Kerry Washington, SNL

Black Women, SNL doesn’t want you. Move on.

Kerry Washington, SNL

Kerry Washington on SNL as Oprah

In 39 years Saturday Night Live’s cast has only included three Black women and currently has none — unless the men are in drag. This was apologized for in jest during the Nov. 2 airing, in which Kerry Washington guest starred.

Due to the stale weekly comedy show’s lack of diverse casting, Kerry had to play every Black female character and needless to say, it looked exhausting.

The episode was a direct response to serious backlash against SNL, sparked by Keenen Thompson‘s remarks that “it’s just a tough part of the business… Like in auditions, they just never find ones that are ready.”

Immediately, the internet was flooded with lists of Black female comics who could join the cast, mostly naming Issa Rae (Awkward Black Girl), Wanda Sykes and Sommore.

However, no one seems to be discussing whether any of these women have ever auditioned for SNL or if they even want to be on the show, or any show where they have very little creative control.

What Do Black Female Comedians Think?

In an interview with Roland Martin, Sommore spoke with fellow notable Black female comedians Kym Whitley and Loni Love (Real Talk), who all responded to Keenan’s comments and SNL’s “Black lady problem.”

“It depends on what he means by ready,” Kym led off. “And I just say this because Saturday Night Live is just not, you just go on there and act or you just do a skit. You gotta write, you gotta direct your skit…”

Sommore followed stating, “I’m a stand up comedian. I don’t do sketch comedy… There’s just different styles of comedy… So I don’t know too many Black sisters that are doing that type of comedy. But like you did say, Debra [Wilson]… Debra is very very talented. If we are all given the opportunity to do it, we could easily do it. I could see anyone of us on this phone doing it.”

“I do stand up,” she continued. “I don’t see Keenan busting down no stages neither. He can’t do what I do. Just like he feels like I can’t do what he does, I know for a fact that he can’t do what I do.”

“SNL ain’t been relevant since Jim Belushi (1985),” Loni blasted. “It’s on every week… It’s not funny… They need to find some Black women to put on there to make it funny. You can’t count Maya Rudolph because she was half white. The last real Black person they had on there was Ellen Cleghorne and Ellen Cleghorne was horrible. I’m sorry. That’s why you don’t even see… We don’t even know where Ellen is no more. She just gone.”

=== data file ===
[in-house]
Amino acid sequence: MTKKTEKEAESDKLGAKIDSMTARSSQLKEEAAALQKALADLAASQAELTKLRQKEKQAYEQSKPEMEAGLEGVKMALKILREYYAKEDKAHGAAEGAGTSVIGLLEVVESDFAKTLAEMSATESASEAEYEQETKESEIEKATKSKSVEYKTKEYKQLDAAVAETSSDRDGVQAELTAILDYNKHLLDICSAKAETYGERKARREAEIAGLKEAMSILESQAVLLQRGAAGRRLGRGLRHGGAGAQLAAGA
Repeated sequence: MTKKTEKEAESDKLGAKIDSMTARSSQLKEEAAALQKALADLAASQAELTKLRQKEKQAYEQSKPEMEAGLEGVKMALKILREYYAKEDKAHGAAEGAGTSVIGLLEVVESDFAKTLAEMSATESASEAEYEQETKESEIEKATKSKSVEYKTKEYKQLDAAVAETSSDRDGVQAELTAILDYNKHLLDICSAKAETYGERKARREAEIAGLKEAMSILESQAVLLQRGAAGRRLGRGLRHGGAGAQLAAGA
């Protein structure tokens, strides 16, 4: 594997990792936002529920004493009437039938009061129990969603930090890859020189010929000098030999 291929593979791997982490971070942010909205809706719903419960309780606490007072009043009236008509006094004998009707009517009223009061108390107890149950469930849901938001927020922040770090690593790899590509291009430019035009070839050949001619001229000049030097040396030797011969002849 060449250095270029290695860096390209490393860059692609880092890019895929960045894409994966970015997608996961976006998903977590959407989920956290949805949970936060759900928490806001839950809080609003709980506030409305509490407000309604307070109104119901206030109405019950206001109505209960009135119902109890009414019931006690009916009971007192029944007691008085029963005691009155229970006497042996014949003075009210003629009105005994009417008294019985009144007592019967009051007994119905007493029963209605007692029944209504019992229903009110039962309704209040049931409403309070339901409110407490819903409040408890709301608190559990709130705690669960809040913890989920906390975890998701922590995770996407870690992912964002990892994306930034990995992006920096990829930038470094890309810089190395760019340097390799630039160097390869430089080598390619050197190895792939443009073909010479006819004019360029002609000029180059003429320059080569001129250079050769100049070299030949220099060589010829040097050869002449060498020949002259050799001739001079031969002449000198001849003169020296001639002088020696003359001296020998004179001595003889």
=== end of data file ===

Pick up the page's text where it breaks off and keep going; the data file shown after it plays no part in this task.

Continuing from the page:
Sommore also mentioned that in an SNL behind-the-scenes documentary, Black comedians had a tough time getting skit approvals. “I know for a fact that what White people think is funny, [Black people] don’t think is funny.”

Worried About the Wrong Things

Show producer Lorne Michaels addressed the issue on Thursday stating, “It’s not like it’s not a priority for us [to cast a black, female comedian]. It will happen. I’m sure it will happen.”

So Black women will be pacified with their one Black female comedian on SNL… someday. Isn’t that great?

Danielle C. Belton at Clutch Magazine voiced concern that SNL is missing out:

“…the problem is SNL has to ignore not just black or Latino culture – they’ have to ignore popular culture. They have to ignore reality.

They have to pretend it is still 1984 and Ronald Reagan is president and Madonna is the biggest star and it’s no-big-deal if they have no one to parody Michael Jackson.

They have to exist in a time before hip hop took rock music’s mantle as the number one American brand of music. They have to live in a time before NBA players wore baggy shorts.

And all that makes the show markedly less hip and funny. Because young black, white and Latino people – their audience – are often watching and consuming a diverse array of media.

They are complaining about Lil Wayne rapping on a horrid Paris Hilton song, mocking the fact that Rihanna can’t be bothered to show up for her tour dates and twerking badly along with Miley Cyrus.

They’re watching “The Daily Show” and “Key and Peele” on TV while waiting until the next day to see if the SNL clips were any good on YouTube.

They all like to make fun of “Love and Hip Hop Atlanta’s” Stevie J., get into shows with diverse casts like “Glee” or “American Horror Story” while live tweeting award shows.”

If SNL isn’t keeping up with the times, why the hell is it still on? More importantly, why are people of color still watching, even later on via Youbtube, to see if maybe — perhaps — possibly it was funny? And exactly how long can SNL withstand being behind and why should we save them?

Why are we still hoping to be included where we are not wanted, when we regularly share funnier and more relevant content from Youtube than SNL puts together with a bigger budget?

Give me Key and Peele every Wednesday night in the middle of flipping back to American Horror Story: Coven over a rarely enjoyable Saturday Night Live any week!

Focusing Energy Where It Belongs

We need to move on; move on and support the shows with diverse casts and stories, especially those that we can only see online — e.g. Awkward Black Girl, Black&Sexy TV‘s The CoupleDormtainmentTV‘s antics, and for Latinos — East WillyB; move on and create more shows that depict women of color the way they want to see themselves, not just how men see them.

Stop caring about how or when SNL is going to benefit itself by adding some sprinkles of diversity to shut us up.

Forget making SNL better. Where is the next In Living Color?